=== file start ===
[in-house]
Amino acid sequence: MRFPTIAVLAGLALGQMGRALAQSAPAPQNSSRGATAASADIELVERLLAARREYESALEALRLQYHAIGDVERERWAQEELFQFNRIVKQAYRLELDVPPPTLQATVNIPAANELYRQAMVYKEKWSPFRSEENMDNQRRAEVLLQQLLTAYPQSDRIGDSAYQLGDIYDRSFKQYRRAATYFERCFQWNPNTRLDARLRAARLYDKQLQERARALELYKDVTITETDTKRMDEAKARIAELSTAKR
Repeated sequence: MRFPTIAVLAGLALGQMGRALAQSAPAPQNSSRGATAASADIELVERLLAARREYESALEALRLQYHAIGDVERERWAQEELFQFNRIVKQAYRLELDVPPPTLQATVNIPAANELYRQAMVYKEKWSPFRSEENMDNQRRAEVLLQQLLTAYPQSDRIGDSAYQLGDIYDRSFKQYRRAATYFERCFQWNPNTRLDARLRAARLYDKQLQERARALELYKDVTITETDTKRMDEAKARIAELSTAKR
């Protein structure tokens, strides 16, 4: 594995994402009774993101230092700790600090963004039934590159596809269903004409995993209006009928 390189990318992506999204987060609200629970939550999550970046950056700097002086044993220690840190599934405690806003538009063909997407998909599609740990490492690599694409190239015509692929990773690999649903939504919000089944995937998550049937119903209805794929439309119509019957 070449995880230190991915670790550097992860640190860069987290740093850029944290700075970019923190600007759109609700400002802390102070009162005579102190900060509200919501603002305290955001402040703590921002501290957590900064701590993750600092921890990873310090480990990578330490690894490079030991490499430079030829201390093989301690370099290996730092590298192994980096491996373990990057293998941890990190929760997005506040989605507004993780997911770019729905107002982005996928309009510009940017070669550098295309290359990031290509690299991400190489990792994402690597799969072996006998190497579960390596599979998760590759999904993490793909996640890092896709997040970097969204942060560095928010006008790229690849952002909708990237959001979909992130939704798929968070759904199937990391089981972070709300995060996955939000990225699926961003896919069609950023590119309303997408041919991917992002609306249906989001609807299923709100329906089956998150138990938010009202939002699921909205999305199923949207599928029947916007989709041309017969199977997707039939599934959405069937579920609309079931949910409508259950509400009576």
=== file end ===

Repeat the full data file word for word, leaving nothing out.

[in-house]
Amino acid sequence: MRFPTIAVLAGLALGQMGRALAQSAPAPQNSSRGATAASADIELVERLLAARREYESALEALRLQYHAIGDVERERWAQEELFQFNRIVKQAYRLELDVPPPTLQATVNIPAANELYRQAMVYKEKWSPFRSEENMDNQRRAEVLLQQLLTAYPQSDRIGDSAYQLGDIYDRSFKQYRRAATYFERCFQWNPNTRLDARLRAARLYDKQLQERARALELYKDVTITETDTKRMDEAKARIAELSTAKR
Repeated sequence: MRFPTIAVLAGLALGQMGRALAQSAPAPQNSSRGATAASADIELVERLLAARREYESALEALRLQYHAIGDVERERWAQEELFQFNRIVKQAYRLELDVPPPTLQATVNIPAANELYRQAMVYKEKWSPFRSEENMDNQRRAEVLLQQLLTAYPQSDRIGDSAYQLGDIYDRSFKQYRRAATYFERCFQWNPNTRLDARLRAARLYDKQLQERARALELYKDVTITETDTKRMDEAKARIAELSTAKR
């Protein structure tokens, strides 16, 4: 594995994402009774993101230092700790600090963004039934590159596809269903004409995993209006009928 390189990318992506999204987060609200629970939550999550970046950056700097002086044993220690840190599934405690806003538009063909997407998909599609740990490492690599694409190239015509692929990773690999649903939504919000089944995937998550049937119903209805794929439309119509019957 070449995880230190991915670790550097992860640190860069987290740093850029944290700075970019923190600007759109609700400002802390102070009162005579102190900060509200919501603002305290955001402040703590921002501290957590900064701590993750600092921890990873310090480990990578330490690894490079030991490499430079030829201390093989301690370099290996730092590298192994980096491996373990990057293998941890990190929760997005506040989605507004993780997911770019729905107002982005996928309009510009940017070669550098295309290359990031290509690299991400190489990792994402690597799969072996006998190497579960390596599979998760590759999904993490793909996640890092896709997040970097969204942060560095928010006008790229690849952002909708990237959001979909992130939704798929968070759904199937990391089981972070709300995060996955939000990225699926961003896919069609950023590119309303997408041919991917992002609306249906989001609807299923709100329906089956998150138990938010009202939002699921909205999305199923949207599928029947916007989709041309017969199977997707039939599934959405069937579920609309079931949910409508259950509400009576």